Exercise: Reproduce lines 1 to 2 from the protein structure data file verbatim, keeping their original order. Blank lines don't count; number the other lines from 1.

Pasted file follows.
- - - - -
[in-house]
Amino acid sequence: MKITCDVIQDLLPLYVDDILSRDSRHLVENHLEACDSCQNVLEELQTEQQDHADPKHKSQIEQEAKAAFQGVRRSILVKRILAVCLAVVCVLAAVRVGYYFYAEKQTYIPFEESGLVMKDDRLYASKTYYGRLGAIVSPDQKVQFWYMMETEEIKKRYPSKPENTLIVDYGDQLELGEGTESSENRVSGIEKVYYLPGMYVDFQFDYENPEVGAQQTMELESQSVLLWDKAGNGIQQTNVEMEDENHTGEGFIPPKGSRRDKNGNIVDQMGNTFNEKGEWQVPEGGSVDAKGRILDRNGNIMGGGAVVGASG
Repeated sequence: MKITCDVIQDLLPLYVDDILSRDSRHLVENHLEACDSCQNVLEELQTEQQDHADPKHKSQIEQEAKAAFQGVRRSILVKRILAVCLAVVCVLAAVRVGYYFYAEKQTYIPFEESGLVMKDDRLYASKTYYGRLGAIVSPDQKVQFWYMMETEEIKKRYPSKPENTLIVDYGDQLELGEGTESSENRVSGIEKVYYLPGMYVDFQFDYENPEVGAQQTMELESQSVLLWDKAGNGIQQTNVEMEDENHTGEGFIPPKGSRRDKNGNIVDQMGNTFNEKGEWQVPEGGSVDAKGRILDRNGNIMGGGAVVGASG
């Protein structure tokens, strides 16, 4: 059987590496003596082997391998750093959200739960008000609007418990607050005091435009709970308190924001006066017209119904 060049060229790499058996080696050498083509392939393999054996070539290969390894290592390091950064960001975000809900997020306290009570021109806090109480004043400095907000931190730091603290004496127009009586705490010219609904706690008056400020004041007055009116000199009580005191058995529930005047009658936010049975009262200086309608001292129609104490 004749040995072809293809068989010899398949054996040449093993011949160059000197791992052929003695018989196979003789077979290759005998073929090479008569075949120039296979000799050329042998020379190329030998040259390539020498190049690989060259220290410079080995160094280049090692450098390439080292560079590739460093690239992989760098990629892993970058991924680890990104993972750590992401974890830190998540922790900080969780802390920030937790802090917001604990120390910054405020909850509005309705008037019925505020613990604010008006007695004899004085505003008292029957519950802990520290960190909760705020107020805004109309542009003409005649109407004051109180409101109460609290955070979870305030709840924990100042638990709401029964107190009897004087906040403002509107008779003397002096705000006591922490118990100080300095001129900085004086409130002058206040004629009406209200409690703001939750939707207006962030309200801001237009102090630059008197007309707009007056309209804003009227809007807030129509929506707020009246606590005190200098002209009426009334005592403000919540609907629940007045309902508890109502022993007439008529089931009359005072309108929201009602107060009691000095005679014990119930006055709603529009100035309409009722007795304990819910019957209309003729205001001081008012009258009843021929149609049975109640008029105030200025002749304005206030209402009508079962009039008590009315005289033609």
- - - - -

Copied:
[in-house]
Amino acid sequence: MKITCDVIQDLLPLYVDDILSRDSRHLVENHLEACDSCQNVLEELQTEQQDHADPKHKSQIEQEAKAAFQGVRRSILVKRILAVCLAVVCVLAAVRVGYYFYAEKQTYIPFEESGLVMKDDRLYASKTYYGRLGAIVSPDQKVQFWYMMETEEIKKRYPSKPENTLIVDYGDQLELGEGTESSENRVSGIEKVYYLPGMYVDFQFDYENPEVGAQQTMELESQSVLLWDKAGNGIQQTNVEMEDENHTGEGFIPPKGSRRDKNGNIVDQMGNTFNEKGEWQVPEGGSVDAKGRILDRNGNIMGGGAVVGASG